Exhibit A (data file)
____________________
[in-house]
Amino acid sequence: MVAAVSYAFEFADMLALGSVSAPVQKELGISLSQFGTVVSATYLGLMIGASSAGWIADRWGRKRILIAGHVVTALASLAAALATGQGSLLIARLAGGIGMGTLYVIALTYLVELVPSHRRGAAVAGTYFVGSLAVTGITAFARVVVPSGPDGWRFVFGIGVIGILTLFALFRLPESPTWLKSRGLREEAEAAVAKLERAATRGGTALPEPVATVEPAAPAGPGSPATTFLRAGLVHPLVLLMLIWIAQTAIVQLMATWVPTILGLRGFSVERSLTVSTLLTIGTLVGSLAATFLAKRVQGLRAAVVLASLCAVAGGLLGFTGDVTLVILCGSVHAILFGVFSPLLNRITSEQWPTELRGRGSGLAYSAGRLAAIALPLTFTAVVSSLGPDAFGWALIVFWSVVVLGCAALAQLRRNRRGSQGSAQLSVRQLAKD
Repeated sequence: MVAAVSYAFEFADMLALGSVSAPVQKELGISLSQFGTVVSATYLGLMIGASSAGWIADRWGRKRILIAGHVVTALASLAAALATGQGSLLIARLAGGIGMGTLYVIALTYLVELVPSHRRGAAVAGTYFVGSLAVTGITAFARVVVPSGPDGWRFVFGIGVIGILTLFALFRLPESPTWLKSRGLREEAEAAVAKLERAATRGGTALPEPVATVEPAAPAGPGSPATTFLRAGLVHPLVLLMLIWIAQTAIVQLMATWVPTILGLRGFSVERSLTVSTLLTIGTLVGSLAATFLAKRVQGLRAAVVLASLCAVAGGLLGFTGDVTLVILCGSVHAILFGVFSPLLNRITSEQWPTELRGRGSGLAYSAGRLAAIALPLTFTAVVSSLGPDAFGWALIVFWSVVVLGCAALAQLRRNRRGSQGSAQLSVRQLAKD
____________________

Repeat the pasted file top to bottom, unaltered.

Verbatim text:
[in-house]
Amino acid sequence: MVAAVSYAFEFADMLALGSVSAPVQKELGISLSQFGTVVSATYLGLMIGASSAGWIADRWGRKRILIAGHVVTALASLAAALATGQGSLLIARLAGGIGMGTLYVIALTYLVELVPSHRRGAAVAGTYFVGSLAVTGITAFARVVVPSGPDGWRFVFGIGVIGILTLFALFRLPESPTWLKSRGLREEAEAAVAKLERAATRGGTALPEPVATVEPAAPAGPGSPATTFLRAGLVHPLVLLMLIWIAQTAIVQLMATWVPTILGLRGFSVERSLTVSTLLTIGTLVGSLAATFLAKRVQGLRAAVVLASLCAVAGGLLGFTGDVTLVILCGSVHAILFGVFSPLLNRITSEQWPTELRGRGSGLAYSAGRLAAIALPLTFTAVVSSLGPDAFGWALIVFWSVVVLGCAALAQLRRNRRGSQGSAQLSVRQLAKD
Repeated sequence: MVAAVSYAFEFADMLALGSVSAPVQKELGISLSQFGTVVSATYLGLMIGASSAGWIADRWGRKRILIAGHVVTALASLAAALATGQGSLLIARLAGGIGMGTLYVIALTYLVELVPSHRRGAAVAGTYFVGSLAVTGITAFARVVVPSGPDGWRFVFGIGVIGILTLFALFRLPESPTWLKSRGLREEAEAAVAKLERAATRGGTALPEPVATVEPAAPAGPGSPATTFLRAGLVHPLVLLMLIWIAQTAIVQLMATWVPTILGLRGFSVERSLTVSTLLTIGTLVGSLAATFLAKRVQGLRAAVVLASLCAVAGGLLGFTGDVTLVILCGSVHAILFGVFSPLLNRITSEQWPTELRGRGSGLAYSAGRLAAIALPLTFTAVVSSLGPDAFGWALIVFWSVVVLGCAALAQLRRNRRGSQGSAQLSVRQLAKD